Teachers attempt to connect with district’s growing English Language Learner population
WOODLAND — Staff members at Woodland Public Schools gather once a week to take Spanish classes from Milagros Wells, the district’s English Language Learner (ELL) Outreach Coordinator and native Spanish speaker, who decided to offer the free classes as a way for her colleagues to connect with Woodland’s growing Hispanic population.
Wells realized she could help when a member of the administrative team approached her about learning Spanish. Nearly 280 Hispanic families in the district speak very little to no English.
“Ingrid Colvard, the principal of Woodland Primary School, asked me if there was a way for her and her staff to learn Spanish,” explained Wells. “I realized right then and there that Spanish lessons for our staff could be very beneficial to give them ways to communicate with this growing population.”
Wells started offering language classes for her colleagues in October with staff members filling the classroom each week, eager to find effective methods to connect with all of Woodland’s students.
“We want to encourage our bilingual students to continue to speak their native language, and one way to do this is to provide the staff with some fundamental words to interact with those students on a day-to-day basis,” said Wells. “For our staff, it’s not about picking up the entire language — it’s about learning how to communicate and validate diversity.”
During class sessions, Wells works with each staff member by practicing sentence structure, pronunciation, enunciation, and teaching vocabulary. Wells guides the class through new material by introducing different themes such as feelings and emotions; days of the week; times of the day; and how to give directions. Wells prepares binders for her colleagues containing handouts with vocabulary and sentences selected specifically for situations the staff might encounter on a day-to-day basis.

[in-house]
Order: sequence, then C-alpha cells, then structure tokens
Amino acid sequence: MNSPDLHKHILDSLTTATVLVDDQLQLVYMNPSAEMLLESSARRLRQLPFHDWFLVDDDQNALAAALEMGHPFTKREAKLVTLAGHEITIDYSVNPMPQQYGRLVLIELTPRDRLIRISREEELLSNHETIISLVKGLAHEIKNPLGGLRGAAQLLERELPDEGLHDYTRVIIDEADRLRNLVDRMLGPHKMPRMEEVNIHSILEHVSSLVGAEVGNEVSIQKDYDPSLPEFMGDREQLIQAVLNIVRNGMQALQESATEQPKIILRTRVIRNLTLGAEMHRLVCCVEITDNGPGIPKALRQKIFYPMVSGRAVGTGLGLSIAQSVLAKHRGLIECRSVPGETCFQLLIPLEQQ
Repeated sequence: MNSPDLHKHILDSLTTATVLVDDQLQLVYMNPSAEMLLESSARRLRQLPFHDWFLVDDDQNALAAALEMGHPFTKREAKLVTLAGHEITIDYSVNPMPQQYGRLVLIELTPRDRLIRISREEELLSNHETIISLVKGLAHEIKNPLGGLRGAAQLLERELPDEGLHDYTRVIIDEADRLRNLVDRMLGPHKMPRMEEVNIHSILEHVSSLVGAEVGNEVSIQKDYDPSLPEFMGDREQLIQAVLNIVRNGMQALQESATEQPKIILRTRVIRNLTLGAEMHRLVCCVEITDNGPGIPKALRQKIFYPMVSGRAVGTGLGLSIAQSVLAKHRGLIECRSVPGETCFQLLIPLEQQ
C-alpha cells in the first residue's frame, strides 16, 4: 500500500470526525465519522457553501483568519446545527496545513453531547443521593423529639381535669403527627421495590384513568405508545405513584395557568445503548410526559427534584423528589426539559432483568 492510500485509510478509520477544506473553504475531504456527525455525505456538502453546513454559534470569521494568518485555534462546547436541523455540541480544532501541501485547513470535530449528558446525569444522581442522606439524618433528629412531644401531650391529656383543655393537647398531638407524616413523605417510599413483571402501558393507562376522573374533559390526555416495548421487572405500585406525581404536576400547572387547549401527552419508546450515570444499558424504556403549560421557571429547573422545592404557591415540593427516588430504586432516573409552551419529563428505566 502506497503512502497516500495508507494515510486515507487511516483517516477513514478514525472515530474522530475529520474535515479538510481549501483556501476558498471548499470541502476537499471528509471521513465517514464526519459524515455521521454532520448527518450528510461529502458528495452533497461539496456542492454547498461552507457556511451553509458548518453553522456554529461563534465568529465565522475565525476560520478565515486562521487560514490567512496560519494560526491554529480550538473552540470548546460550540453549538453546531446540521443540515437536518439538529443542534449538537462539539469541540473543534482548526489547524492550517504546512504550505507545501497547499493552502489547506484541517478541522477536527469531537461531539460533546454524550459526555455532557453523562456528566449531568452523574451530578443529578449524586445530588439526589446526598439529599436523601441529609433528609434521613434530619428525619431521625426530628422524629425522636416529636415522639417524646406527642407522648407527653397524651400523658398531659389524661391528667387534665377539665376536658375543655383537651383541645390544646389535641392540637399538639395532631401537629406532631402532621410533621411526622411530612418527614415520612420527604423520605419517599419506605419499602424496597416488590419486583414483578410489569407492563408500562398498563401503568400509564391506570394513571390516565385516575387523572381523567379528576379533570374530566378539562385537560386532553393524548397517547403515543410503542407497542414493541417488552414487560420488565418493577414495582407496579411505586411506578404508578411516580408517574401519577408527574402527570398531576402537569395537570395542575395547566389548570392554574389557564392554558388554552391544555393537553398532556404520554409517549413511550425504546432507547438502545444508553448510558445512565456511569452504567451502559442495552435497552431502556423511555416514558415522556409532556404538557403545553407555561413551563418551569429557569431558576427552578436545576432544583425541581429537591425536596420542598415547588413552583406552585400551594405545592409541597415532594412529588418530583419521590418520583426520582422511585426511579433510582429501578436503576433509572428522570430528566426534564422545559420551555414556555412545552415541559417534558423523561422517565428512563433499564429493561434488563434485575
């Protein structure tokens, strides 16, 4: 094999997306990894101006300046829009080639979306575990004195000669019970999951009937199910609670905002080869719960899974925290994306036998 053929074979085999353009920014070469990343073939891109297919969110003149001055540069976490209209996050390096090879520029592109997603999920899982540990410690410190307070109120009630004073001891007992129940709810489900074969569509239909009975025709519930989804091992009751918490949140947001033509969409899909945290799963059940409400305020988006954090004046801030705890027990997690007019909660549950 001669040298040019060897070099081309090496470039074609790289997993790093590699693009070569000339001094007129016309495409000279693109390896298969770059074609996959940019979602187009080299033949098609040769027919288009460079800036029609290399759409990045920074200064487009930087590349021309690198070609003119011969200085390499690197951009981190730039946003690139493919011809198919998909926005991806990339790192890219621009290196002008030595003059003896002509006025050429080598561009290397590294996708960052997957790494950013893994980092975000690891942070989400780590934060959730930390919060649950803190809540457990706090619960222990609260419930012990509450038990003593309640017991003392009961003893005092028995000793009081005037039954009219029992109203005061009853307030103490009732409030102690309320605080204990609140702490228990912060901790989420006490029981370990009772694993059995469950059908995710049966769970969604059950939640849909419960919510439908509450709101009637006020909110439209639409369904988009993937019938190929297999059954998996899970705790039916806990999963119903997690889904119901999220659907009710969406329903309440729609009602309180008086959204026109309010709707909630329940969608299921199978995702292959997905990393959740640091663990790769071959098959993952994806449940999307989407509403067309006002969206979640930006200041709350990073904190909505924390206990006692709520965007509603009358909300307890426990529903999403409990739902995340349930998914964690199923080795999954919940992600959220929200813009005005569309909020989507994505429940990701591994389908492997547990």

Sentences and vocabulary include greetings, how to give directions, and address specific situations such as how to ask a student where they hurt themselves if they fell down or feel sick.
“If we can comprehend these basic key words and vocabulary, we can really help out our students who speak very little or no English,” explained Wells. “Once someone is greeted or spoken to in a language they understand, they feel less disconnected and more comfortable in their new environment.”
Wells says her colleagues provide excellent examples as students, with many working hard to learn the nuances of the Spanish language.
“Our staff members really want to learn, so, for me, it’s just a matter of sharing my native language and then giving my colleagues the time to gain a richer understanding of the Spanish-speaking community,” said Wells. “We continue to have students and families come to Woodland with little to no English fluency so it is essential for our staff to be able to communicate and welcome everyone.”
So far, the staff raves about their experiences learning Spanish.
“Milagros is a marvelous teacher and serves as a tremendous advocate for Spanish-speaking families throughout the district,” said Annika Dukes, a Woodland Middle School teacher taking Wells’ classes. “It’s delightful to see the range of staff members taking part with Milagros coaxing us out of our comfort zones making us willing to make mistakes in order to connect with all of our community members.”
Vicky Barnes, Human Resources manager for Woodland Public Schools, started attending Wells’ classes so she could greet parents and visitors to the district office.
“I quickly realized that Spanish-speaking parents were just looking for answers to simple questions like how to find a certain school,” said Barnes. “I decided that I want to get comfortable enough speaking Spanish that I can effectively greet our visitors and answer basic questions.”
As Woodland Public Schools’ ELL Outreach Coordinator, Wells also offers classes for Spanish parents to learn English. Now, she’s working on connecting both groups of students so they can learn from each other.
“I have taught English classes for our Spanish-speaking parents for more than two years,” said Wells. “One of my goals is to bring both language classes together so they can become more confident using their new skills by speaking with each other.”
Information provided by Woodland Public Schools.